By Florida MileSplit Correspondent -- Dominique Smith
COVID-19 has caused a great deal of uncertainty as to what the offseason will look like for cross country teams in the state of Florida.
As coaches and athletes wait for the official word as to when they are allowed to train as a team, we reached out to a few coaches around the state to hear how they're dealing with the unknown.
Ryan Lowe, who is the head coach of the boy's cross country team at Lake Mary High School describes the past couple of months as quite the experience. Lowe said that he and his team have high expectations for the upcoming season, and he's hoping that his team can start training in the summer or at least in small groups over the summer.
He also hopes that in order to protect the athletes, the FHSAA will consider any changes made in the offseason schedule and adjust the regular season schedule accordingly.
"The last thing I want is for a kid to think is that I can't start practice in July, so I have to really up my miles, especially if they're a new kid and they get hurt in September because of too many miles," he said. "..I just don't want to see any of the kids get hurt."
Edwin McTureous, the head cross country coach and Athletic Director at Oak Hall School in Gainesville admits that the most difficult part for him is the unknown.
"Definitely a difficult time, but it's something that is out of everyone's control," he said.
The school has a task force that is looking into how athletics will be run over the summer and will adjust and make decisions accordingly as they receive more information from the local government. He and other coaches have used Zoom to communicate with the athletes and to check in on their well-being. Despite the uncertainty heading into the summer months, McTureous is confident that his team will train on their own and do some of their summer training until they can finally meet as a team or in small groups.
The pandemic has given McTureous a greater appreciation in his role as the overseer of athletics at Oak Hall.
"It does make me appreciate the job that I'm in working with young student athletes," he said. when you're not around them and you're not able to work with them for as long as we've been out now, it does make me appreciate my job even more."
In Miami-Dade County, the Greater Miami Athletic Conference informed coaches that teams that teams are not allowed to gather together and train, despite the reopening of parks.
Head cross country coach Eric Pino of Christopher Columbus High School says that his team has been using the Strava running and cycling app and that it's helped to keep the rivalry and engagement going between his athletes.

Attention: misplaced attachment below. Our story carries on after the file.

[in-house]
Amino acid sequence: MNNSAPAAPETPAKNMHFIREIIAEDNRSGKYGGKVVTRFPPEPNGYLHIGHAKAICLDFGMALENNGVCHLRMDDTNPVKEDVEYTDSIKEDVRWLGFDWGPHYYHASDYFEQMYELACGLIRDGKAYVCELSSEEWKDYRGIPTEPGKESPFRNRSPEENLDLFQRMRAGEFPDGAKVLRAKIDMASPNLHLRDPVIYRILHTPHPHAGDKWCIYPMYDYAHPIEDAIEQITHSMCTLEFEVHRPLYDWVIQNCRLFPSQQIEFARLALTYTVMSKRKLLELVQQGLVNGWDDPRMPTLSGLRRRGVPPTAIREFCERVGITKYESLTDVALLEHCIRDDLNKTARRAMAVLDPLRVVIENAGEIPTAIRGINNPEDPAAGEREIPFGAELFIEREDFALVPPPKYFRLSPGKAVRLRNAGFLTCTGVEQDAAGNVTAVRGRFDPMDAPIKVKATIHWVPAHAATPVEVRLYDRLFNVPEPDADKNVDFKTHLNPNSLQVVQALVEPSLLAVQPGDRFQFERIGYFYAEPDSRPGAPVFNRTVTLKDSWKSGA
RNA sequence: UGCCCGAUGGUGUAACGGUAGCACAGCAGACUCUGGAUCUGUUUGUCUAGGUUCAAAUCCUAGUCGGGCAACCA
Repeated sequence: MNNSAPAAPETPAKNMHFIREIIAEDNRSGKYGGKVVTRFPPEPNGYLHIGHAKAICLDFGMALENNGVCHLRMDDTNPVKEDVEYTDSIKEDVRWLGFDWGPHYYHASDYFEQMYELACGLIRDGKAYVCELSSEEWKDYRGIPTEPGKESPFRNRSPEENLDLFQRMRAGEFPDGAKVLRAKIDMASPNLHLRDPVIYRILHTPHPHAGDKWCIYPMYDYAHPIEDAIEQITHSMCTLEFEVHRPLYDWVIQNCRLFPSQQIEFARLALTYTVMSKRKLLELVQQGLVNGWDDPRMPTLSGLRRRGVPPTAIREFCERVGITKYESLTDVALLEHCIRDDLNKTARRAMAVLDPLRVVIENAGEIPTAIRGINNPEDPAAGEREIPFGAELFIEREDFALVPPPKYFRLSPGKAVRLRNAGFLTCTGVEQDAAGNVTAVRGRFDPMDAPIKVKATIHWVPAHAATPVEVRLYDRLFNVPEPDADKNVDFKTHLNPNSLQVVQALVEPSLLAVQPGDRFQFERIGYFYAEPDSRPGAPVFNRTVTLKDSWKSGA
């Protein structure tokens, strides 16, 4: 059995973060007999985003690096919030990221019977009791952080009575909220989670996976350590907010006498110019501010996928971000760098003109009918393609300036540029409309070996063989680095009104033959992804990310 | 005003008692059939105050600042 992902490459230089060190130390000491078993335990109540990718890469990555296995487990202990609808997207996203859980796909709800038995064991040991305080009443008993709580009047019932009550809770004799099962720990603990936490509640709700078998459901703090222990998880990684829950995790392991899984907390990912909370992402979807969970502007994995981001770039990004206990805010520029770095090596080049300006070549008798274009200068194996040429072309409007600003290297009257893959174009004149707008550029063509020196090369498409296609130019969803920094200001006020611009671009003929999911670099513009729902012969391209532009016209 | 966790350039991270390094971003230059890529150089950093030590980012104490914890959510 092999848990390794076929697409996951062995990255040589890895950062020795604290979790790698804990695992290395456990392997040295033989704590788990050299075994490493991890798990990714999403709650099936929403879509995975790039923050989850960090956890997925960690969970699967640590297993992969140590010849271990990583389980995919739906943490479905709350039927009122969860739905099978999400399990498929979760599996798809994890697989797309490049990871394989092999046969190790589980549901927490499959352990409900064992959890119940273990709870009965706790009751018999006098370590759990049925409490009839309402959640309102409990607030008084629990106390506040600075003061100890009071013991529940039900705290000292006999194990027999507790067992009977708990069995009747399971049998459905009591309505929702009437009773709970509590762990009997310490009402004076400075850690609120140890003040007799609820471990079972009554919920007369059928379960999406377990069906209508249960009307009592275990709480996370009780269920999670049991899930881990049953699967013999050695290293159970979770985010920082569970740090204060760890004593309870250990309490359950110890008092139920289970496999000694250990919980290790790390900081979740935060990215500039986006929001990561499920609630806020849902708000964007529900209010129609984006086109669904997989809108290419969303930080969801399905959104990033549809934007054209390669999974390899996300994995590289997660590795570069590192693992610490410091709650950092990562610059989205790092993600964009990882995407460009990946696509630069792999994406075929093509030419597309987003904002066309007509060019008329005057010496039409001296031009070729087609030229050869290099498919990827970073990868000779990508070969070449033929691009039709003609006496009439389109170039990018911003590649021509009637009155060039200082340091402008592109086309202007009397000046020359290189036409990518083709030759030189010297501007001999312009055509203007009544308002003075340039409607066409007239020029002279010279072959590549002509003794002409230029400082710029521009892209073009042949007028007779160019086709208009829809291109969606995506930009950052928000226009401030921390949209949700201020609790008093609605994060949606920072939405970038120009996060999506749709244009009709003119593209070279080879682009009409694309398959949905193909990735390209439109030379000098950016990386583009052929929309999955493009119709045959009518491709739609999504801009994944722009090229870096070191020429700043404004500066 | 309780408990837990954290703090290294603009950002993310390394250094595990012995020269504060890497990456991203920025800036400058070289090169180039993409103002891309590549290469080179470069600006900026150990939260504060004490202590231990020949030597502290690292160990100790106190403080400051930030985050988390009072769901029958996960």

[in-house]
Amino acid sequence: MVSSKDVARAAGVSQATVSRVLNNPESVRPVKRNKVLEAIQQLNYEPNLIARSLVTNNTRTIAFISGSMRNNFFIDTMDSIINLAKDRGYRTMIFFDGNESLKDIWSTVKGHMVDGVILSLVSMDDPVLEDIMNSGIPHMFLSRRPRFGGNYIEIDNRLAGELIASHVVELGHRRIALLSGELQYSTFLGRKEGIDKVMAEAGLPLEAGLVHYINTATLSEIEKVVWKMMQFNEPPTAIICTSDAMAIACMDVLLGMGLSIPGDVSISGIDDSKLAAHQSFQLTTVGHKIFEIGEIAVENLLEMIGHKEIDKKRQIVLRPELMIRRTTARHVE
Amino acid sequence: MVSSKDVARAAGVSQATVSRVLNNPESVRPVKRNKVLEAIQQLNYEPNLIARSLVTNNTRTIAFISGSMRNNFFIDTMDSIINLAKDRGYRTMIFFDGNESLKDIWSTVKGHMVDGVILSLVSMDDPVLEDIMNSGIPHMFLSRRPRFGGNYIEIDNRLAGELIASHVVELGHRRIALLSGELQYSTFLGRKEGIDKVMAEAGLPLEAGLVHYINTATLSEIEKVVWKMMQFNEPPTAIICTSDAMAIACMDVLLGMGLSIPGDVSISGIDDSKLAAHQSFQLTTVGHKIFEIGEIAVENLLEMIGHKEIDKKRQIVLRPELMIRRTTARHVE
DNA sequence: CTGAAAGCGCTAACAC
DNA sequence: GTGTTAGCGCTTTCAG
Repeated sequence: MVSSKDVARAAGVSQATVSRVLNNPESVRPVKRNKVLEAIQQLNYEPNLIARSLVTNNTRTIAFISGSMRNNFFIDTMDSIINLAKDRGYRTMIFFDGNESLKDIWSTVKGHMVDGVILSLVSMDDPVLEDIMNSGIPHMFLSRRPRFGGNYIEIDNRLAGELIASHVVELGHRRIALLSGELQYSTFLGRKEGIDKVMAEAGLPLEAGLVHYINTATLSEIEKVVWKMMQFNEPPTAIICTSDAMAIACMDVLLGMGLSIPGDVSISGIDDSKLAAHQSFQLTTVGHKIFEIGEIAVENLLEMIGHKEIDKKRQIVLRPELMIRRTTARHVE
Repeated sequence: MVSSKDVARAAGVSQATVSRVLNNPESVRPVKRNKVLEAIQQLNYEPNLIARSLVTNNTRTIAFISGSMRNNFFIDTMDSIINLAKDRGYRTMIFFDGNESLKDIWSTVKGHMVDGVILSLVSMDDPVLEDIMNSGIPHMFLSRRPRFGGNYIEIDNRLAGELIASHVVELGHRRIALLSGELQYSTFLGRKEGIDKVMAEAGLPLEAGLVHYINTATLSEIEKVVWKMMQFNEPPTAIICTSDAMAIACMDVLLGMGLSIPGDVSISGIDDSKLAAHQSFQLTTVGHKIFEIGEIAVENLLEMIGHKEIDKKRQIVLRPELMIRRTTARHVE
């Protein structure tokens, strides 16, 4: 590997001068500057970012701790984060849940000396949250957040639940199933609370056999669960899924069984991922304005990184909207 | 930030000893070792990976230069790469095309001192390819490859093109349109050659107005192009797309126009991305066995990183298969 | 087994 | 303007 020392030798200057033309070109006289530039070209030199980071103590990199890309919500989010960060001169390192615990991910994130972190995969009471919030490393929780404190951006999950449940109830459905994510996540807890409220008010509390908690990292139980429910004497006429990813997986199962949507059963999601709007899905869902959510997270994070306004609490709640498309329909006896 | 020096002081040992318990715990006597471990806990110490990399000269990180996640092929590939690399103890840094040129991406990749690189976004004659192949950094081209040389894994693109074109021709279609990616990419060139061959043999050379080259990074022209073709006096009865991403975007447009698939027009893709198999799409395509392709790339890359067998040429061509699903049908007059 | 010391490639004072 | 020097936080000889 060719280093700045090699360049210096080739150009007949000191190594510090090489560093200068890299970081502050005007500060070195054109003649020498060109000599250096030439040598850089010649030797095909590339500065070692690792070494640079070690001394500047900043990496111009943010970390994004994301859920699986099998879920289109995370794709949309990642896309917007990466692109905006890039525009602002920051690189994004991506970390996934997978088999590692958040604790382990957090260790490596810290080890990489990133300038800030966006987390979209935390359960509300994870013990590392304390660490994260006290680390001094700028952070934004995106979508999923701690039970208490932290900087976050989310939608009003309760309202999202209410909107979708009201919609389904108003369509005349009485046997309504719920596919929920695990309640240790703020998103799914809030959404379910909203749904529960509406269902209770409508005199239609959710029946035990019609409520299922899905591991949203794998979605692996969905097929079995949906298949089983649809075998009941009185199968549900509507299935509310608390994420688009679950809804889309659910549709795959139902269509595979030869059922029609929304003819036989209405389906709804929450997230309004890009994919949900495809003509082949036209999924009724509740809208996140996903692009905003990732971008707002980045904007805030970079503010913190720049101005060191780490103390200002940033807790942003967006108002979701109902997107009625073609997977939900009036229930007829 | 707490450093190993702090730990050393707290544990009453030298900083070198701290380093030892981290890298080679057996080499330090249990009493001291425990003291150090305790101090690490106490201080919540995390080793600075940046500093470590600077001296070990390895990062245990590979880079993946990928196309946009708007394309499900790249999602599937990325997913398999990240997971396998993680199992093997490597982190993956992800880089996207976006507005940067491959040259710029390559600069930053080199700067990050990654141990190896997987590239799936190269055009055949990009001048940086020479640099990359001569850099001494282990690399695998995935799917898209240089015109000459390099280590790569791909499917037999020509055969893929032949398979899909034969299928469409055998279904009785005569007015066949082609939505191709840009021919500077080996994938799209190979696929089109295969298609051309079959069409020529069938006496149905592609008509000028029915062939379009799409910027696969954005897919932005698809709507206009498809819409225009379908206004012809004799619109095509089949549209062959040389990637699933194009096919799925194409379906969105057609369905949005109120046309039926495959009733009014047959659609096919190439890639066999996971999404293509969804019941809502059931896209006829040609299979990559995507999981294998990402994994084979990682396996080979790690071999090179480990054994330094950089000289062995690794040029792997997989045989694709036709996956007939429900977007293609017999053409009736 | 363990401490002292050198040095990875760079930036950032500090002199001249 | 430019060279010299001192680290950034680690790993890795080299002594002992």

"During the track season we moved towards using Strava a lot as coaches and it's actually been a great tool," he said. "..Strava is a good tool to use as coaches for our sake and for them amongst each other."
Pino admits that everything has been complicated for him over the past couple of months, but his offseason training regimen for his team gives him comfort.
"We're pretty conservative with our training and we spend our summer logging miles," he said. "..Summer is mileage, so for us, you can get by on your own, it's not ideal and it's not what we want, but they're not missing that component of coaching."
In Brevard County, the Brevard Public School administration made the decision to prohibit coaches from working with their athletes until the end of June.
Their decision didn't sit well with Doug Butler, the head coach of Satellite High School's cross country team in Satellite Beach. He calls the decision from BPS absurd.
"I just don't get why they're allowing coaches to work with their kids because the kids are out running...I'm dumbfounded," he said.
Butler says that his team leaders are taking the reins of their summer training schedule that he sent out to the team. He says the girl's cross country team logs its miles on the Strava app.
He has his own running camp, Set Goals, Not Limits Running Camp that he plans on conducting in July, but where his team is concerned, Butler has reached out to the BPS school board, hoping that they will reconsider their timeline, which will allow the team to run in June.
"You know the good kids are going to be out running, so why not have them supervised," he said.
Oviedo head coach Dave Tibbetts is still optimistic that there will be a season and is carrying that hopeful attitude into an offseason with more questions than answers.
"That's what gives me hope, just the hope that there will be (a season)," he said. "..Right now, I'm being optimistic and being hopeful, we're going into this with the mindset of we're going to have a season, we're going to have a great season, we're going to come out of this as state champs. There's no doubt in my mind, that's the way we're going about this."